Ahead of the publication of its half-year results in November, the British-based group said it has had to slash prices for its sucralose sweetener to counter fierce competition from the Chinese market.
Tate & Lyle now expects a full year profit of £230m to £245m - around 20% lower than analysts had expected. The firm now predicts prices of its Splenda Sucralose will fall by around 25% in the 2015 financial year, compared with previous guidance of a 15% drop issued in February.
Shares in the food ingredients group plunged more than 17% in response to the warning, meaning that shares are now down by around 25% this year.
“The Group’s performance in the first half has been extremely disappointing as we have faced significant manufacturing and supply chain challenges, and intense competition in Splenda Sucralose,” said chief executive Javed Ahmed. “I have instigated an immediate review of our planning and supply chain processes, led by our Chief Financial Officer, to ensure they fully reflect the needs of the business going forward.”
“Despite current operational challenges, I continue to be encouraged by our robust innovation pipeline, the strength of the Speciality Food Ingredients business excluding Splenda Sucralose, and continued growth in emerging markets,” added Ahmed – who said the firm remains ‘firmly focused’ on taking actions to improve its performance and deliver on strategy.
Competition, supply chain, and unexpected costs
Tate & Lyle first warned of increasing competition in the market for sugar alternatives in February, pointing to a flood of low-cost products sold by Chinese competitors.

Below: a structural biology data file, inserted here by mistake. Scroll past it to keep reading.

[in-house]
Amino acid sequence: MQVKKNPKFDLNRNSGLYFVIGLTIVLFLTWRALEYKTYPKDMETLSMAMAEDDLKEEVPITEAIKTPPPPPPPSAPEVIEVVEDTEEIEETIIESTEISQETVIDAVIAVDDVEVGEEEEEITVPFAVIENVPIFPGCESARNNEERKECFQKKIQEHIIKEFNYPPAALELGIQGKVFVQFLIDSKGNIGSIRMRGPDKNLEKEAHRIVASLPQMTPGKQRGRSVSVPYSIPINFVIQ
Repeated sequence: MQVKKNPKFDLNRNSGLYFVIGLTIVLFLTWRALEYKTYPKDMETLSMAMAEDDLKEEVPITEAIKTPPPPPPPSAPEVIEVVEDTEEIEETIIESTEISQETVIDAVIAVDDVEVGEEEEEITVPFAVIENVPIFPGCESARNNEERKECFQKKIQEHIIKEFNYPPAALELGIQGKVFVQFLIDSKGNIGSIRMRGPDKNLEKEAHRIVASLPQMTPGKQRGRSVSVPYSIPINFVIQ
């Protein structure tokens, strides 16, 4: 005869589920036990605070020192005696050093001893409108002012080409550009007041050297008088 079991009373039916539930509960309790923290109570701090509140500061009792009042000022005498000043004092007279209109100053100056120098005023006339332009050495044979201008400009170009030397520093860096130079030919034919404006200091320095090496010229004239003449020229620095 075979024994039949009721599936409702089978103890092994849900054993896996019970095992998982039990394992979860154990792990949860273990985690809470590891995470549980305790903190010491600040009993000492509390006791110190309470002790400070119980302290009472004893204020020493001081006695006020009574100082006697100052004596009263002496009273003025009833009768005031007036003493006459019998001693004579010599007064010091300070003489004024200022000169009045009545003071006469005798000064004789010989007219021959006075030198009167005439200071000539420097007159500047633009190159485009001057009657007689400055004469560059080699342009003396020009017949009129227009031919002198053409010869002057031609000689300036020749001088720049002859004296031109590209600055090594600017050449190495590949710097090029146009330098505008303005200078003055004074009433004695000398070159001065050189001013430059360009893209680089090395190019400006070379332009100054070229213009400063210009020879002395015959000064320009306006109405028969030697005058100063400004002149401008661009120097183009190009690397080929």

Price pressures from a 25% drop in sucralose prices will hit profit to the tune of £20 million, according to Toby McCullagh, an analyst at Citi, who added that the fact that the situation is worsening is a ‘greater worry’ for investors.
Meanwhile, the company said that it continues to suffer because of the severe winter in the USA last year - which left it running low on corn at the start of the year.
Such supply chain issues have since been exacerbated by the extended closure of its Splenda factory in Singapore after two workers died in an accident. The bill for sorting out its supply problems, including the extra costs of delivering by air instead of shipping, has spiralled to £40 million for the first half of the year to September 30, as well as an expected £10 million in the second half, said the firm.
"Whilst these are likely non-recurring costs, the fact that disruption from last winter is still being resolved is surprising and disappointing," McCullagh wrote.